Children are the most visible victims of malnutrition. In the developing countries, one of three children is malnourished, accounting for up to 50% of total children deaths. More than 70% of malnourished children live in Asia, 26% in Africa and 4% in Latin America and the Caribbean. The 3 most common known deficiencies are iron, vitamin A and iodine.
Infantile malnutrition is not only a major risk of child death, but also has long-term disastrous effects on health, reaching far beyond metabolic disorders. It can cause learning disabilities, mental retardation, blindness and poor immunity (for reviews see (1, 2)). In many cases, the problem already appears before birth, with a malnourished mother. Early nutrition, and thus feeding practices after birth, is essential, knowing that the first year of life is a critical period for human growth and development.
Malnutrition weakens the immune system
Malnutrition weakens the immune system and thus increases the risk of infections and diseases (3, 4). For instance, it is a major risk factor in the outbreak of tuberculosis (5). Adequate intakes in micronutrients have been demonstrated (in either animal or human studies) to be required for the immune system to function efficiently. The main micronutrients involved are essential amino acids, the essential fatty acid linoleic acid, folic acid, vitamins (in particular, A, D and E) and some trace element such as zinc, copper, iron and selenium (6-9).
Early nutrition is even more crucial because it can directly influence the development of the immune system. The interactions between micronutrients, microbial community and environmental antigens condition the maturation of the immune system after birth, thus influencing future reactions and defining patterns of defense against potential pathogens (10, 11). Undernourished children are more vulnerable to malaria, pneumonia, diarrhea and measles. They suffer up to 160 days of illness each year.
Malnutrition and cognitive retardation
Malnutrition in children causes diseases such as kwashiorkor (acute form of protein-energy malnutrition), anemia (impaired blood system), that triggers concentration disabilities) or rickets (impaired growth of the bones), and blindness (caused by vitamin A deficiency). In particular, iron deficiency is recognized the most common cause of anemia. Impaired mental development due to iron deficiency in babies under 2 years old affects 40 to 60% of children in developing countries (12, 13). Iodine deficiency (mainly during pregnancy) is the world’s most significant cause of preventable brain damage and mental retardation in human populations. It presents a significant public-health problem in Nepal for example, with one third of its people at risk and almost one out of 5 of school-aged children found to be iodine deficient. The South Asia region contains nearly 40% of newborns born annually unprotected from brain damage due to iodine deficiency (Nestlé annual report 2011).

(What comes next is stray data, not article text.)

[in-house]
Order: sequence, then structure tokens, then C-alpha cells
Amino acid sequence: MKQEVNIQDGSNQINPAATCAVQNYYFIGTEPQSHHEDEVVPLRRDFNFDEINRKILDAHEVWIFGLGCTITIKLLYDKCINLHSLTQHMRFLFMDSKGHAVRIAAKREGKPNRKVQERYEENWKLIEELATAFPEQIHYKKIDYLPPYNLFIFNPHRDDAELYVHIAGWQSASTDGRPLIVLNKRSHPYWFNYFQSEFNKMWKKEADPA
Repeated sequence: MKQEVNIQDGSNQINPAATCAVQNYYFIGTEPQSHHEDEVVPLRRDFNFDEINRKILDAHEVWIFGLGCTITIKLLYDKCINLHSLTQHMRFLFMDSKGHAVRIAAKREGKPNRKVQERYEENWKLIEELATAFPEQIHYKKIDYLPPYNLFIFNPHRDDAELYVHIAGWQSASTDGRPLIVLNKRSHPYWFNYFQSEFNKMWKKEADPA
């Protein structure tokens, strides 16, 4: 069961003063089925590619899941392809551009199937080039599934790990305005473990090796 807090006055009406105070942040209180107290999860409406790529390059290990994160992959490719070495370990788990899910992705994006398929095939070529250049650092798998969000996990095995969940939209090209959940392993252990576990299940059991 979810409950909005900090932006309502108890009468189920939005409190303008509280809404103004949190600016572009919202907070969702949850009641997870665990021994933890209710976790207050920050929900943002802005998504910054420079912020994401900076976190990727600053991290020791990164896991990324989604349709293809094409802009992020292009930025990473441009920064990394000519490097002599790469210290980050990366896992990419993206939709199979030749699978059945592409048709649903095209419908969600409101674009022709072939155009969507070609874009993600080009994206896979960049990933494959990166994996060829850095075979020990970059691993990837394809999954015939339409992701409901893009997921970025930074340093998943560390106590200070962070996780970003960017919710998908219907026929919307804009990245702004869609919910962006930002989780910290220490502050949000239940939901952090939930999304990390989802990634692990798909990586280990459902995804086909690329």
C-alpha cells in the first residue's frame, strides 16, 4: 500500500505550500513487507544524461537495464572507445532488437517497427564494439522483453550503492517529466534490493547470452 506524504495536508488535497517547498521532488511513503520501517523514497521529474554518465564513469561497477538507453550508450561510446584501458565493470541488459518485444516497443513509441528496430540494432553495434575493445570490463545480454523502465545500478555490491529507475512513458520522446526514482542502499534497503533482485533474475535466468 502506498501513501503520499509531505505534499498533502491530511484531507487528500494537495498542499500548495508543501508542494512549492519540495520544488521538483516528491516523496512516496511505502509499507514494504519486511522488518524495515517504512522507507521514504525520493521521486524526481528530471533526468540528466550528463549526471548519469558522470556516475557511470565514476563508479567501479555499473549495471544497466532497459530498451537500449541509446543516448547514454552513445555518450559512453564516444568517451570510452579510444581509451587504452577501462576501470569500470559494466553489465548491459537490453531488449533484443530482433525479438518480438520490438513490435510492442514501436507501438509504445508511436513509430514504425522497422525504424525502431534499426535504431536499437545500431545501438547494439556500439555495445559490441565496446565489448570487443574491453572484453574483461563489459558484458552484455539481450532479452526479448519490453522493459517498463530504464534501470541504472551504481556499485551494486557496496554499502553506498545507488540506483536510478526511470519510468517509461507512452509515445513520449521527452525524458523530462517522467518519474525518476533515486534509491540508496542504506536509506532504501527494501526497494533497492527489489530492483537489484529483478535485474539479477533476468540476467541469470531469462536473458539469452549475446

Malnutrition and stunted growth
Nutritional deficiencies resulting from malnutrition are a leading cause of stunted growth. However, these deficiencies may not only result from food scarcity and poverty. Failure to absorb nutrients and energy from food, even in sufficient amount, will also eventually lead to impaired growth. There are a number of intestinal chronic disorders that may alter food absorption and thus require a special diet. For instance, growth failure is common in children with inflammatory conditions of the colon and intestine, such as Crohn’s disease (14). In addition, these children suffer from stool loss and are take medications interfering with growth hormones (steroids). Children with diabetes also show slowed growth rates (15, 16).
Very recently, food allergies have been entering the equation. A study presented at the 2013 annual meeting of the American Academy of Allergy, Asthma & Immunology (http://www.annualmeeting.aaaai.org/) suggests that food allergies in children may affect growth. This seems to be the case when multiple food allergies, and milk allergy in particular, are involved.
In many cases, when food consumption is corrected early enough, spontaneous catch-up growth occurs. Unfortunately, this catch-up is sometimes incomplete, leading to permanent growth deficits (17). Researchers are thus eager to know more about the molecular mechanisms of refeeding. In this regard, nutrigenomics is thus becoming a powerful tool by studying the global changes in genes expression observed under nutritional manipulation. Gene expression analyses have already revealed that food restriction affects specific gene targets both via transcription regulation and epigenetic control (17). The role of epigenetic regulation in growth has still not been elucidated so far and looks very promising for the development of new treatments for children with growth disorders.
Food industry also has a role to play in the picture. Usual dietary intakes of children in poor populations are far from matching the actual needs, both in energy as well as in regulating micronutrients. Innovative approaches for fortification of children’s foods using combination of micronutrients embedded in powders or lipid-based supplements hold great potential to prevent micronutrient deficiencies at reasonable cost, thus preventing the adverse consequences of malnutrition in children.
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